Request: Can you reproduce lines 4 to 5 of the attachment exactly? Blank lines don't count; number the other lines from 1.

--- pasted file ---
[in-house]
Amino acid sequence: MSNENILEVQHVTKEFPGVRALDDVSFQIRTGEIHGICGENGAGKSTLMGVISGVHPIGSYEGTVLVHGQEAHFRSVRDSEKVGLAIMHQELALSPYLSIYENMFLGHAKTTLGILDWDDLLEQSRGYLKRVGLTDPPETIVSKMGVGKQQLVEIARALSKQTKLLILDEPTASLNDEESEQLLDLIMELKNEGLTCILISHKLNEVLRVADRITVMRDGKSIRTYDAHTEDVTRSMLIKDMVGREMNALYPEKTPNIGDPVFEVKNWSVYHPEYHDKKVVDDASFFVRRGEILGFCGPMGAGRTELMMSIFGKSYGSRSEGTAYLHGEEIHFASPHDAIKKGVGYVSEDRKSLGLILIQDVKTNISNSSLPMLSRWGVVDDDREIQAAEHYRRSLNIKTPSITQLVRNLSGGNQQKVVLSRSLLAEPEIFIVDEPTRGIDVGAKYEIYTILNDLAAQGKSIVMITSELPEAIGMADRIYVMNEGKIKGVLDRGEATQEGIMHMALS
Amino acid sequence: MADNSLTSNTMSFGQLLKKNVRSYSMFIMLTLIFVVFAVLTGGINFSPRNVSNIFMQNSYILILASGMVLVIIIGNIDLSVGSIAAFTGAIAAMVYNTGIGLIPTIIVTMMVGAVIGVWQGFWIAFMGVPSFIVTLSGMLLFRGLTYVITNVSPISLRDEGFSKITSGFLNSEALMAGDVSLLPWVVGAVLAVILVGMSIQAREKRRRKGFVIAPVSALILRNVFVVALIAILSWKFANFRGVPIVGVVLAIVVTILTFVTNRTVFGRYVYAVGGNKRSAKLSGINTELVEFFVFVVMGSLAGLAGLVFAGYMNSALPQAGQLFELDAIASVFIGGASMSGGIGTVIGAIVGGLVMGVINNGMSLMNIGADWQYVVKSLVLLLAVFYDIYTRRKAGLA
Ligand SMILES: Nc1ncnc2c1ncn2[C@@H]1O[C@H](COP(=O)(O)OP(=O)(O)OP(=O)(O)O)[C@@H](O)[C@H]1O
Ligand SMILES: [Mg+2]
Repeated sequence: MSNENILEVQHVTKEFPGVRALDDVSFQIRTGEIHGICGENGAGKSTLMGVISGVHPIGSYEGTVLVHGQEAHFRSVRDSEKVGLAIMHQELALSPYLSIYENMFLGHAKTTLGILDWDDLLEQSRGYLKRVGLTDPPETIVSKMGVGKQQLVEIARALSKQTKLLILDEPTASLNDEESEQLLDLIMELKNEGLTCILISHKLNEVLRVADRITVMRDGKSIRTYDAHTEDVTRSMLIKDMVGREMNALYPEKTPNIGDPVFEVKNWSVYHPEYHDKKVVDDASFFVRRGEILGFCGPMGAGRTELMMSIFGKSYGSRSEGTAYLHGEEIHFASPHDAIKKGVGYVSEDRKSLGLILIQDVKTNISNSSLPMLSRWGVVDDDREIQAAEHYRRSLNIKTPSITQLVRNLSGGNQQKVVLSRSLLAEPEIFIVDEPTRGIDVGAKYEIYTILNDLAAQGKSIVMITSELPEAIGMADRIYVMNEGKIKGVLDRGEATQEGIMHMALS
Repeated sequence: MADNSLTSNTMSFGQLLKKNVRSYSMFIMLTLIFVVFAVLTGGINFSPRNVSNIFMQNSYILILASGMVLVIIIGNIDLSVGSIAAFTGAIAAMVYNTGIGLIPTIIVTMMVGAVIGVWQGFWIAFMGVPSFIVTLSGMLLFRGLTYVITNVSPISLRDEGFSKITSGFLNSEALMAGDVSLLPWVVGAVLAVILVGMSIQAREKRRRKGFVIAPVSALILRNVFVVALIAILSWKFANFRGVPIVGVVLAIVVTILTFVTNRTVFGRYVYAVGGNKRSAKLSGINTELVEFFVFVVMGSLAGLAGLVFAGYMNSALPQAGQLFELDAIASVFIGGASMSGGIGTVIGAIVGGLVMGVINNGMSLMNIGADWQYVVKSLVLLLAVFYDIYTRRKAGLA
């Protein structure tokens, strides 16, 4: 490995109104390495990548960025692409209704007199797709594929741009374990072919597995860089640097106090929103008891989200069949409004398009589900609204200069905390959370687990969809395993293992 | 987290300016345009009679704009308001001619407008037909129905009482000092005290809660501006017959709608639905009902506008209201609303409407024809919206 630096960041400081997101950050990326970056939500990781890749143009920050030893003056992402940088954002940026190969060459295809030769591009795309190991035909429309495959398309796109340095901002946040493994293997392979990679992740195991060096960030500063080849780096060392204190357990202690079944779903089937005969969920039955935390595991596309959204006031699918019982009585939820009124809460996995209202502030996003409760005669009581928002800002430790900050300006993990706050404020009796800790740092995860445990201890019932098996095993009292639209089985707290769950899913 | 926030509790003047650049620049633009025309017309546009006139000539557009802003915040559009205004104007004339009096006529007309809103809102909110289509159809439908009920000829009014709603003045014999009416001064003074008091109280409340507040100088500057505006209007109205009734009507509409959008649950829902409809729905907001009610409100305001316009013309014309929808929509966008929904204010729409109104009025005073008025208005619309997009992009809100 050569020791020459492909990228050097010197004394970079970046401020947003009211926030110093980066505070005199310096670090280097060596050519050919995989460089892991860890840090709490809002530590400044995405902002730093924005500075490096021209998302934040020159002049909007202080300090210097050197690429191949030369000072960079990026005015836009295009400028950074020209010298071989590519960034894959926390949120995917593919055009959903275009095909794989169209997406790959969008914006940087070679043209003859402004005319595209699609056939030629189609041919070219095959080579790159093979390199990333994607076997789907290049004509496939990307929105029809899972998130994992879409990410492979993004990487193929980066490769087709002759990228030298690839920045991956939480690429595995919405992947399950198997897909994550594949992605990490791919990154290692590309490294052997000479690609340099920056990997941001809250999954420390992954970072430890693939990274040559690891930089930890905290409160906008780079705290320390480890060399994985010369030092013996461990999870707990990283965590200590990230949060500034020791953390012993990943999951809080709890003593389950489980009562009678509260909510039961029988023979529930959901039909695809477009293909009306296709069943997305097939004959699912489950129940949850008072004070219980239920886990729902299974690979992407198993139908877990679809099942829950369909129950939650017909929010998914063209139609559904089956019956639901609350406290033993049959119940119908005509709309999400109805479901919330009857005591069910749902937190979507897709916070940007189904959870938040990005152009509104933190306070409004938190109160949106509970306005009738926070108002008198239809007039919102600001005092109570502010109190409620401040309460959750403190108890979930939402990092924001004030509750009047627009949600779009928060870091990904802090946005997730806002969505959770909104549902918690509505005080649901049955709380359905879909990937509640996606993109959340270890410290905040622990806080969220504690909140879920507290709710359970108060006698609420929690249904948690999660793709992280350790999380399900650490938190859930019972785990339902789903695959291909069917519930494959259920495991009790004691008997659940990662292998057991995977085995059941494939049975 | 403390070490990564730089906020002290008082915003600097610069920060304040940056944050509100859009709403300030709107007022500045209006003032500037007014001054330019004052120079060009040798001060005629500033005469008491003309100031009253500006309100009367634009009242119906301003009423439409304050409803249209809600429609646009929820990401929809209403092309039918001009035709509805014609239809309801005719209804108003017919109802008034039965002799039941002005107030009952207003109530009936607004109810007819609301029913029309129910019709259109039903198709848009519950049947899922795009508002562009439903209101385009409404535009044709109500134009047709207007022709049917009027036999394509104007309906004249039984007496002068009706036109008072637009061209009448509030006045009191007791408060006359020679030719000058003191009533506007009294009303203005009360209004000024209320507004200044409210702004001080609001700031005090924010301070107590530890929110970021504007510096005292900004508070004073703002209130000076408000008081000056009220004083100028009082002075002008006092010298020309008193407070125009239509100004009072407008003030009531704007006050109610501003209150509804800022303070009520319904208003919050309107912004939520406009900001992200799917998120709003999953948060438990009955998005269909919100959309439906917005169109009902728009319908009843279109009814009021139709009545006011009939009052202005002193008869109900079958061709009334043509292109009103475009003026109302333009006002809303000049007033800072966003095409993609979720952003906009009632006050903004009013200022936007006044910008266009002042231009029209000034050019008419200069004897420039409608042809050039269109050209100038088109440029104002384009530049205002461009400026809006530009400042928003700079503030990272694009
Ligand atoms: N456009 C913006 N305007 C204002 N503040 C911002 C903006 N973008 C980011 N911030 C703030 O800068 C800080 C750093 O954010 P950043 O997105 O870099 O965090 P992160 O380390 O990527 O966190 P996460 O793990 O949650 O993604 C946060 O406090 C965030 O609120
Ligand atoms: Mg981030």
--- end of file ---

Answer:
Ligand SMILES: Nc1ncnc2c1ncn2[C@@H]1O[C@H](COP(=O)(O)OP(=O)(O)OP(=O)(O)O)[C@@H](O)[C@H]1O
Ligand SMILES: [Mg+2]